But she has emerged as the driving force for building an underground Metro station at Dulles International Airport and the target of criticism from those who prefer a less expensive aboveground location.
Reiley’s position, and her vigorous defense of it, has drawn the ire of a long list of local, state and federal officials from both parties who worry that her refusal to back down will jeopardize federal funding for the second phase of the 23-mile Metrorail extension to Dulles and Loudoun County. Construction is already underway on the first phase through Tysons Corner.
Reiley is just one of 13 members of the board of the Metropolitan Washington Airports Authority, which is charged with managing the more than $6 billion project. But she leads the committee tasked with overseeing the rail line and is the point person representing the board in meetings this month with U.S. Transportation Secretary Ray LaHood.
“So far she has not compromised, but we’re just starting a process,” Fairfax County Board of Supervisors Chairman Sharon Bulova (D) said after the first two meetings. “She is one person, albeit a very strong and outspoken person.”
‘The Lone Ranger’
That someone with Reiley’s political savvy would be willing to pick a fight with such a broad coalition of elected officials has left some observers scratching their heads. It’s a question Reiley has asked herself.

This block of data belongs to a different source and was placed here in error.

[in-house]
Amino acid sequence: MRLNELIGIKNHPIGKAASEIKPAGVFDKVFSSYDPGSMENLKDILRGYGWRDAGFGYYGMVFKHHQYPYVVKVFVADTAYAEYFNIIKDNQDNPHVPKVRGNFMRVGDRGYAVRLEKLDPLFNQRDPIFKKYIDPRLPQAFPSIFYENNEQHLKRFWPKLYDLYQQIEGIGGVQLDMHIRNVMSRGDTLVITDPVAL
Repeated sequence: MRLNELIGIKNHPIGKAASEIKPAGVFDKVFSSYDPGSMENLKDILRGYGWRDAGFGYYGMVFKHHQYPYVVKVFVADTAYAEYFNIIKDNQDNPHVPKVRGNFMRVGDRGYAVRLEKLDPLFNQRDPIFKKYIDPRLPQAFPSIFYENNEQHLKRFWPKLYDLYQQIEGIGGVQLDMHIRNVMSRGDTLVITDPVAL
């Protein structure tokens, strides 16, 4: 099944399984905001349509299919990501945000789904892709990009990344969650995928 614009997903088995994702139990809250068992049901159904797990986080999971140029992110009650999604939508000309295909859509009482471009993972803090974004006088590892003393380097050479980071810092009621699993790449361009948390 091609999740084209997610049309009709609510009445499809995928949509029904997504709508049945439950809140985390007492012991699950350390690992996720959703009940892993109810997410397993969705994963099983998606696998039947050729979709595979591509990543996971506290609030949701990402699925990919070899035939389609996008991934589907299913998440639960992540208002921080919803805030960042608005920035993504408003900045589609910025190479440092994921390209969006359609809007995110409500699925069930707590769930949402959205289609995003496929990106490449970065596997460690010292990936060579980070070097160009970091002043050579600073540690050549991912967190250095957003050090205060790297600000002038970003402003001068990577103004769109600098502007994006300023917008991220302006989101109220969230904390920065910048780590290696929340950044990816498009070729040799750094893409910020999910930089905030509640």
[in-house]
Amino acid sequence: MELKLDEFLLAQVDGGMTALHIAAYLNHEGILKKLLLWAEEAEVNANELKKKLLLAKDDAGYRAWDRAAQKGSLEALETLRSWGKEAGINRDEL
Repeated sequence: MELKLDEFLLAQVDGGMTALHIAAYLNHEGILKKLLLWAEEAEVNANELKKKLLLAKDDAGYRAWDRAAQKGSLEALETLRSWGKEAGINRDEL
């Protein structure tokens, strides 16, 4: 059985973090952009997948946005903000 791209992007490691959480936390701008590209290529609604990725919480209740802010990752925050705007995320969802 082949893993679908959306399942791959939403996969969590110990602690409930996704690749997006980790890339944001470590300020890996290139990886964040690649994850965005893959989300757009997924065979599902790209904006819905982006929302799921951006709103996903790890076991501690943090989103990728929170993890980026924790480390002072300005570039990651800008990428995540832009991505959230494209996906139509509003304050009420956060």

“There are times I feel like the Lone Ranger out there and think, ‘What the hell am I doing fighting this fight?’ ” said Reiley, who lives with her pug in an Alexandria condo overlooking the runways at Reagan National Airport. “But to me, the worst thing in the world is not to take on the right fight out of fear that you are going to lose.”
Reiley, 58, is known as a fighter both personally and professionally. She preceded a meeting with LaHood with a 6:30 a.m. radiation treatment. Reiley has been battling breast cancer since last summer, coping with surgery, chemotherapy and the accompanying hair loss and fatigue. But she is reticent about the topic because she doesn’t want people to feel sorry for her.
Reiley’s concern about passenger comfort at Dulles is not personal, she said. As a board member, she parks for free — steps from the terminal in a lot also reserved for members of Congress. Reiley became convinced of her position, she said, after chatting with passengers making the trip from Daily Garage 1 to the terminal on a series of moving walkways that would serve those using an aboveground station.
To a person, passengers clamored for a station closer to the terminal, Reiley said, in an airport they already consider a trek. If the station is too far away, she worries no one would use it and the project would be a failure.